I’ve been a reader ever since I read Green Eggs and Ham by myself in kindergarten and thought, “This is pretty fun.” Over the years, I’ve figured out exactly what I like to read. I’ll admit I’m not the most adventurous reader, and most of the time that’s okay with me. Managing my time wisely is essential; I’m not going to spend time reading a book that’s not for me. But sometimes there’s a book that pulls me in that’s outside my literary comfort zone. Today I’m sharing five books that I picked up out of curiosity, assumed I wouldn’t like very much, but ended up enjoying immensely.
Wild: From Lost to Found on the Pacific Crest Trail by Cheryl Strayed
Anyone who knows me well knows I’m not into the outdoors. The idea of going outside fills me with disdain. Why would I go outside when the wifi and air conditioning are inside? Nevertheless, I kept hearing buzz about Wild, so I picked it up from the library to satisfy my curiosity, intending to read a few pages. Instead, I read the entire book in one sitting, amazed at Cheryl Strayed’s gift with words. She writes beautifully. The story she tells about her life and the loss of her mom in this book is tragic, yet she displays incredible resilience which fills her story with hope. This book is so much more than a story about a woman who embarks on a really long hike. It’s the story of coming alive again, and it’s fantastic.
Big Little Lies by Liane Moriarty
Last summer, I was sick with pneumonia for several weeks. During that time, I had zero energy and concentration, so I needed a fluffy book to join me on the couch. I chose Big Little Lies expecting fluff, but fluff I did not get. Instead, I got a novel about friendship, abuse, parenthood, deception, and how the past can haunt us no matter how beautiful things look on the outside. The pacing of this novel is pure perfection. This is another book I read in one sitting, wholly engaged by Moriarty’s well-developed characters. She’s since become one of my favorite authors.
Anna Karenina by Leo Tolstoy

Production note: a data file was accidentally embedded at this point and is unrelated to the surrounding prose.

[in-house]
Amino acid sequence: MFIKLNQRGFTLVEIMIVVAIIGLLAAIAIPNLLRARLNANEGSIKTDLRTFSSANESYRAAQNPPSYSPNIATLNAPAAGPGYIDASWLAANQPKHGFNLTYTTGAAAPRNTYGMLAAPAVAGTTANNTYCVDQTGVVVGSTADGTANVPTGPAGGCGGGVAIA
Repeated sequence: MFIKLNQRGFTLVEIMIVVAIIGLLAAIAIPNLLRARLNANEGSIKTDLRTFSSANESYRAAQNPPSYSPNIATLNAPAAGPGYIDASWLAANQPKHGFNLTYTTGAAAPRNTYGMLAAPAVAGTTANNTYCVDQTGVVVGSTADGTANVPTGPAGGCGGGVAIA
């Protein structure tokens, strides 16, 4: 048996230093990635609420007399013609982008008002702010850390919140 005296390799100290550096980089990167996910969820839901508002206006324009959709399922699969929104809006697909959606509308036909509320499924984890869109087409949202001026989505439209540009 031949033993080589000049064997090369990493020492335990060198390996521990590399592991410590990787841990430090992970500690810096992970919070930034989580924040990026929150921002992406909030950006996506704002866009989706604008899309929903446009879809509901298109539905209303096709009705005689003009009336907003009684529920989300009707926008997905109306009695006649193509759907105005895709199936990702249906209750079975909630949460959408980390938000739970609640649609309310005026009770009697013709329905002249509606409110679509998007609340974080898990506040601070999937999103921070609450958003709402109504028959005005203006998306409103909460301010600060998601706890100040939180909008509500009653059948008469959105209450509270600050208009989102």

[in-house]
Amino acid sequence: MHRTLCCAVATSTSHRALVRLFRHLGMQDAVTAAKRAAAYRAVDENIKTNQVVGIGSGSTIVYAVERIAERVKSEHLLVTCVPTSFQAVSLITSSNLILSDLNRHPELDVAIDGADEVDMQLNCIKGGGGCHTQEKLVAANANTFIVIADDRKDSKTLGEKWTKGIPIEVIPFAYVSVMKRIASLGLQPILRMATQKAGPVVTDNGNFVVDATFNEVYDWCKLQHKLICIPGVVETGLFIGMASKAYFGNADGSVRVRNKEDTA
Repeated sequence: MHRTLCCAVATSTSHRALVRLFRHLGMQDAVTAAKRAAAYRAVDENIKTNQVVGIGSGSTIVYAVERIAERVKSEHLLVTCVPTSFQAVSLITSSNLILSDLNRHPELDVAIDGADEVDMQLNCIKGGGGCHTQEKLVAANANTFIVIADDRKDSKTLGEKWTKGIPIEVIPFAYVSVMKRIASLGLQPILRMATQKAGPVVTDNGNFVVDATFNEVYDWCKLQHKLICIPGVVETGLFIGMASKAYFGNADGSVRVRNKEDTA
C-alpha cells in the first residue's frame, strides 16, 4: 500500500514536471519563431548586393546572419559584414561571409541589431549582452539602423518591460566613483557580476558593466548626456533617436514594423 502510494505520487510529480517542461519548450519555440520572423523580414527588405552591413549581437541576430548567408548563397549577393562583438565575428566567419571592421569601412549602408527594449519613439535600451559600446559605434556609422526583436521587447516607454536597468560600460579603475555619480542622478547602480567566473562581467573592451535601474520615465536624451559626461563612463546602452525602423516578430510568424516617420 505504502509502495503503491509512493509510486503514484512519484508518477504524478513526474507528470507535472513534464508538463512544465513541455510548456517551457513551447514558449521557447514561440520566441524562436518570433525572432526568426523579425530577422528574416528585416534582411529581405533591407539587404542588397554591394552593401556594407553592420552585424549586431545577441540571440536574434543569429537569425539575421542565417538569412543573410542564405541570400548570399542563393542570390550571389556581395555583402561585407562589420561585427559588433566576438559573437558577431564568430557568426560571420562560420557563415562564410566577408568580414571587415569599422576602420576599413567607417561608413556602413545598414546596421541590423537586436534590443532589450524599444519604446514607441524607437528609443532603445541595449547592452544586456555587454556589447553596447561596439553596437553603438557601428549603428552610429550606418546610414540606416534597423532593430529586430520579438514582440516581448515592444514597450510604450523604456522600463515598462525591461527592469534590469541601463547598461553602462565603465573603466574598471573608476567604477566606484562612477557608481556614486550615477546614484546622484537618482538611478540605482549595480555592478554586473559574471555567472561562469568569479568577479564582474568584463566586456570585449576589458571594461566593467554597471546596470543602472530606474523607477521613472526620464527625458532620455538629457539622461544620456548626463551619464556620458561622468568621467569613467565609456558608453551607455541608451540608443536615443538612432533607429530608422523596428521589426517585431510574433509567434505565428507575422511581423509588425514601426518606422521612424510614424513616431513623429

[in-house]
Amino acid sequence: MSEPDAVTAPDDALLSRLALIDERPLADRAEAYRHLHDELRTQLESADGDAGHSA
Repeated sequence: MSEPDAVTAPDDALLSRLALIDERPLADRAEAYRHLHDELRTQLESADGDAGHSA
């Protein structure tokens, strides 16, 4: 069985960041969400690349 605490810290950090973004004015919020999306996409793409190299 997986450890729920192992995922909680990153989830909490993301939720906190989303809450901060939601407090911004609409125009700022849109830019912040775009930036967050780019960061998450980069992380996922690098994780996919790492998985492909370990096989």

Despite my passion for literature and that overpriced English degree I earned, I don’t consider myself terribly well-read when it comes to classics. Not only is Anna Karenina a classic, but it’s also a Russian classic that’s over 800 pages. I picked up a used copy of this for a great price and decided I’d give it a go, even though I was intimidated by it. As I cracked it open, I thought, “There’s no way I’m finishing this.” To my surprise, I not only finished it, but I loved it. I read the translation by Richard Pevear and Larissa Volokhonsky, which is excellent. I thought this book would be a real challenge, but that’s not the case at all. I’m not sure if that’s due to the translation or Tolstoy’s ability to tell a great story. I assume it’s a mix of both. If you’re intimidated by the book like I was, don’t be. Give it a chance, and I bet you’ll love it too.
The Circle by Dave Eggers
Along with seemingly everyone else in the world, I read Dave Eggers’s memoir A Heartbreaking Work of Staggering Genius and liked it. Since I knew I enjoyed his writing, I picked up The Circle. There’s a science-fiction/dystopian feel to this novel, qualities that made me think I might not like this one. As with all the other books listed here, I’m so glad I gave this a chance. Eggers has fascinating things to say about technology and connection. Mae, the protagonist of this novel, was an engrossing character and I was invested in her story the whole way through. The Circle is nearly 500 pages long, but I finished it in just a couple of days. If you’re interested in the ways technology and social media are shaping our lives, don’t miss this one.
Till We Have Faces by C. S. Lewis
In college, I took a class about the philosophy of C. S. Lewis. I’d read Mere Christianity and The Screwtape Letters in high school and had really liked them, so I was excited about the class. I was slightly less excited when I saw Till We Have Faces on the syllabus, though. This book retells the Cupid and Psyche myth, and I had never studied mythology. I also had zero interest in reading fantasy. To my surprise, I loved this book. It’s one of my all-time favorites. What Lewis says about love and beauty in this book is profound. I’m grateful this text was assigned to me or I probably never would have read it.
What about you? What are the books you’re surprised you liked?